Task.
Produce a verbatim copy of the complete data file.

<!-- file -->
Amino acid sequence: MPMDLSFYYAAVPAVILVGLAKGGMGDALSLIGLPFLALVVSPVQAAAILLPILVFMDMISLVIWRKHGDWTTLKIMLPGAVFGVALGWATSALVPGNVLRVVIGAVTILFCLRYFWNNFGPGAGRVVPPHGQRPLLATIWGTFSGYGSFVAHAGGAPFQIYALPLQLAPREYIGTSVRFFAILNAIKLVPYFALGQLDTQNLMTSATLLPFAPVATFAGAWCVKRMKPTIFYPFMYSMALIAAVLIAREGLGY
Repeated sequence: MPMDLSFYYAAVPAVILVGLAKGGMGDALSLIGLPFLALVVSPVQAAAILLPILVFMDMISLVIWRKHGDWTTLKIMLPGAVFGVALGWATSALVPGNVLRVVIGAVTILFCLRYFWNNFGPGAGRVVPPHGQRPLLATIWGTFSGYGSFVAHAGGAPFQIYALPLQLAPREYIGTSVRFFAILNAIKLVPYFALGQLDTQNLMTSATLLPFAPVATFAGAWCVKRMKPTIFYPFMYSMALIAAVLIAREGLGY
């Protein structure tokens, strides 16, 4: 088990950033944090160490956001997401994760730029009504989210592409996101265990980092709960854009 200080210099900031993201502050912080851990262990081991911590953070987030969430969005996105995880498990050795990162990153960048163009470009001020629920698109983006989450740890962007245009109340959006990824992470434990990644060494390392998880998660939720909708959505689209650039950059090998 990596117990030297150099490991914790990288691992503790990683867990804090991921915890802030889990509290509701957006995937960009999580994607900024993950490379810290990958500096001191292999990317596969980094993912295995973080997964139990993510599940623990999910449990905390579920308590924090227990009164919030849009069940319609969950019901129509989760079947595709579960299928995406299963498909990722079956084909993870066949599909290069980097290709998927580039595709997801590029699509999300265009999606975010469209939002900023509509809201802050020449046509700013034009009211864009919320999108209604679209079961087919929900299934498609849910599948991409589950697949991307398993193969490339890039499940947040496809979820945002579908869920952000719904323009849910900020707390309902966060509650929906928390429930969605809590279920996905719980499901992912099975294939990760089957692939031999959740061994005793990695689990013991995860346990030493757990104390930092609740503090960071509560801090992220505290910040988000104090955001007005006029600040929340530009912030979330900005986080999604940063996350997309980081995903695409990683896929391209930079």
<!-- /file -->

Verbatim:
Amino acid sequence: MPMDLSFYYAAVPAVILVGLAKGGMGDALSLIGLPFLALVVSPVQAAAILLPILVFMDMISLVIWRKHGDWTTLKIMLPGAVFGVALGWATSALVPGNVLRVVIGAVTILFCLRYFWNNFGPGAGRVVPPHGQRPLLATIWGTFSGYGSFVAHAGGAPFQIYALPLQLAPREYIGTSVRFFAILNAIKLVPYFALGQLDTQNLMTSATLLPFAPVATFAGAWCVKRMKPTIFYPFMYSMALIAAVLIAREGLGY
Repeated sequence: MPMDLSFYYAAVPAVILVGLAKGGMGDALSLIGLPFLALVVSPVQAAAILLPILVFMDMISLVIWRKHGDWTTLKIMLPGAVFGVALGWATSALVPGNVLRVVIGAVTILFCLRYFWNNFGPGAGRVVPPHGQRPLLATIWGTFSGYGSFVAHAGGAPFQIYALPLQLAPREYIGTSVRFFAILNAIKLVPYFALGQLDTQNLMTSATLLPFAPVATFAGAWCVKRMKPTIFYPFMYSMALIAAVLIAREGLGY
């Protein structure tokens, strides 16, 4: 088990950033944090160490956001997401994760730029009504989210592409996101265990980092709960854009 200080210099900031993201502050912080851990262990081991911590953070987030969430969005996105995880498990050795990162990153960048163009470009001020629920698109983006989450740890962007245009109340959006990824992470434990990644060494390392998880998660939720909708959505689209650039950059090998 990596117990030297150099490991914790990288691992503790990683867990804090991921915890802030889990509290509701957006995937960009999580994607900024993950490379810290990958500096001191292999990317596969980094993912295995973080997964139990993510599940623990999910449990905390579920308590924090227990009164919030849009069940319609969950019901129509989760079947595709579960299928995406299963498909990722079956084909993870066949599909290069980097290709998927580039595709997801590029699509999300265009999606975010469209939002900023509509809201802050020449046509700013034009009211864009919320999108209604679209079961087919929900299934498609849910599948991409589950697949991307398993193969490339890039499940947040496809979820945002579908869920952000719904323009849910900020707390309902966060509650929906928390429930969605809590279920996905719980499901992912099975294939990760089957692939031999959740061994005793990695689990013991995860346990030493757990104390930092609740503090960071509560801090992220505290910040988000104090955001007005006029600040929340530009912030979330900005986080999604940063996350997309980081995903695409990683896929391209930079």